The following article is a guest post.
Data lakes sound simple in concept: an organization simply pools data or information in their original format right into a new data system. This data system—the data lake—should have enough processing speed and have large enough storage capabilities so that the data can be accessed at any time, changed as needed, and then stored on the same system.
However, moving data from their original source onto an enterprise data lake is not without challenges.
For one, the initial on-boarding of huge volumes of data from multiple sources is not only a time-consuming task due to latency issues, it also presents a challenge in data management since raw data takes up more space.
Real-time data replication is also an important element in enterprise data lakes, especially in fields like finance, retail, communications, and logistics.
With all these factors in mind, here are some tips in building a successful data lake.
1. Determine Your Use Case.
Before building a data lake, an organization must first determine their use cases.
Sit down with your entire team and identify all the key users and support users—both human and automated systems, internal and external. Determine their roles and the requirements they need to fulfill these roles. Afterwards, set goals or define problems that the data will help achieve or solve.
The use case document will serve as a modeling technique to define the features needed in your data lake. A use case also makes it easier for all the stakeholders to appreciate the transition, as it can better illustrate the benefits of building a data lake for your business.
2. Data Governance.
Once you know what your priorities are, you now need to determine the architecture of the data lake and how its contents will be governed.
For example, there should be a framework on what kind of data should go into the lake, how they are going to be transferred into the lake, and the protection protocols that should be in place depending on the kind of data.
Another important aspect is metadata capture and management, especially if you don’t want your data lake to turn into a data swamp.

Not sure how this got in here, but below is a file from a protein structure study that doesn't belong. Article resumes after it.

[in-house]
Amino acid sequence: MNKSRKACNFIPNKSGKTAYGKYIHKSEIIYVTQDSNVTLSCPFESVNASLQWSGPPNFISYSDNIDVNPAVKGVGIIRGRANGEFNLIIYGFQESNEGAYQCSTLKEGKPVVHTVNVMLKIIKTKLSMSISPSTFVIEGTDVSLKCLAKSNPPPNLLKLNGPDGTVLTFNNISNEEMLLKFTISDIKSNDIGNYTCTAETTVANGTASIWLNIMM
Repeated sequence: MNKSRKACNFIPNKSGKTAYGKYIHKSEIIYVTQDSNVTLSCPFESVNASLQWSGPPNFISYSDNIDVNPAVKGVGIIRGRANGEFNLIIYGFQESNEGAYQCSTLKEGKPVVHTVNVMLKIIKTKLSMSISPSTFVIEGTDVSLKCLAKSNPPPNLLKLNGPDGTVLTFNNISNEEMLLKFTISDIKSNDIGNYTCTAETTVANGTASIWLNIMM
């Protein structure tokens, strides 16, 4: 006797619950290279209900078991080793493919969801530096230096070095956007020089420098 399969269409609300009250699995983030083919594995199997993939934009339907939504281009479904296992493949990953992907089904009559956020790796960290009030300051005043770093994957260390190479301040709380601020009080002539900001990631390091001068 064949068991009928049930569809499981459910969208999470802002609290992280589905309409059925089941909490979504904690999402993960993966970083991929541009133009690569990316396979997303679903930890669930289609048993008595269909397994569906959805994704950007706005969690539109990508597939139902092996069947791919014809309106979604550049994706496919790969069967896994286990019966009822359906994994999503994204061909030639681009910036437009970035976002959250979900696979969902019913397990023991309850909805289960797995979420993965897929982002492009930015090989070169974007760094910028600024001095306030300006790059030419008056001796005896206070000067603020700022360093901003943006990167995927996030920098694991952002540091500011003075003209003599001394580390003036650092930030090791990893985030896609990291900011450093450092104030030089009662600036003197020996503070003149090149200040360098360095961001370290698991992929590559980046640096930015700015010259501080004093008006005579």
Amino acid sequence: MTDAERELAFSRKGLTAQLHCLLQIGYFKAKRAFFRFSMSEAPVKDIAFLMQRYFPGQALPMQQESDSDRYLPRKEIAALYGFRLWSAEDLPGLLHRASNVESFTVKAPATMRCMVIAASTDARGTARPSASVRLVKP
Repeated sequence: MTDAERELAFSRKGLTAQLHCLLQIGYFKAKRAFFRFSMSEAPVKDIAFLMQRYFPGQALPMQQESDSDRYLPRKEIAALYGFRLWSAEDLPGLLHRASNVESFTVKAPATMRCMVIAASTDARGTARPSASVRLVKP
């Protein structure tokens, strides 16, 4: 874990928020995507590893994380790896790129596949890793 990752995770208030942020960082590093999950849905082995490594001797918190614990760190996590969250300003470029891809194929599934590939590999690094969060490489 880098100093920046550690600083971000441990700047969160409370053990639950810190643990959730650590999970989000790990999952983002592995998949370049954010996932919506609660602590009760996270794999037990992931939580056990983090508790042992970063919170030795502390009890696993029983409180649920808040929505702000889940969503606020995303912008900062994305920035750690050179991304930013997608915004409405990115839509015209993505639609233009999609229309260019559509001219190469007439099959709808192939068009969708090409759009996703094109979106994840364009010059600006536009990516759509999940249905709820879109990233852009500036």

A data lake accepts any data, by default. But without a mechanism to maintain it, your data lake might become bogged down by little details with little value to your organization.
3. User Training and Engagement.
In order for a data lake to be effective, all of its users must have the technical skills to access, interpret, manipulate, transport, manage, and share the information contained within.
Specific skills—such as data management and data governance—may be limited to certain players. Otherwise, all stakeholders should be able to master the basics of using the data lake. It’s also critical to highlight not the data lake itself but the role it plays in business success, such as process optimization or data analytics.
If your organization already has an existing data management system, you would be well advised to integrate the data lake with the current environment instead of completely replacing it. Not only does integration prevent “damage” to the prevailing system, it may also help manage the learning curve and develop a better understanding of the data lake’s purpose.
4. Data Security Strategy.
Developing a security strategy is especially important if your data lake will be a shared platform among business units, or even between internal and external stakeholders. Data privacy and security are critical in things like sensitive personal information, business intelligence, and proprietary information.
You may have to develop specific sets of rules in data access and sharing, depending on the party’s security level clearance and key roles (defined in the use case). For example, some users may be able to access a data pool but not share it with others. This is important when you have multi-tenancy within the organization or if you serve multiple external audiences.
5. Disaster Recovery and Long-Term Plans.
Given how fluid data can be, it’s wise to have a disaster recovery plan should something go wrong. Depending on the different service level agreements (SLA) in place, you may need multiple recovery plans to support each SLA.
Organizations should also accept the fact that data lakes will continuously evolve. From becoming hybrids of data stores to being able to support real-time data processing, even the possibility of building private clouds.
Companies should have a plan on how to capture, store, manage, organize, analyze, and secure data as technology continuously changes.
Constructing a data lake is more than just pouring all the data you have into it. However, once you have a clearer picture of the issues involved and how to address them, it will be easier to build a successful data lake.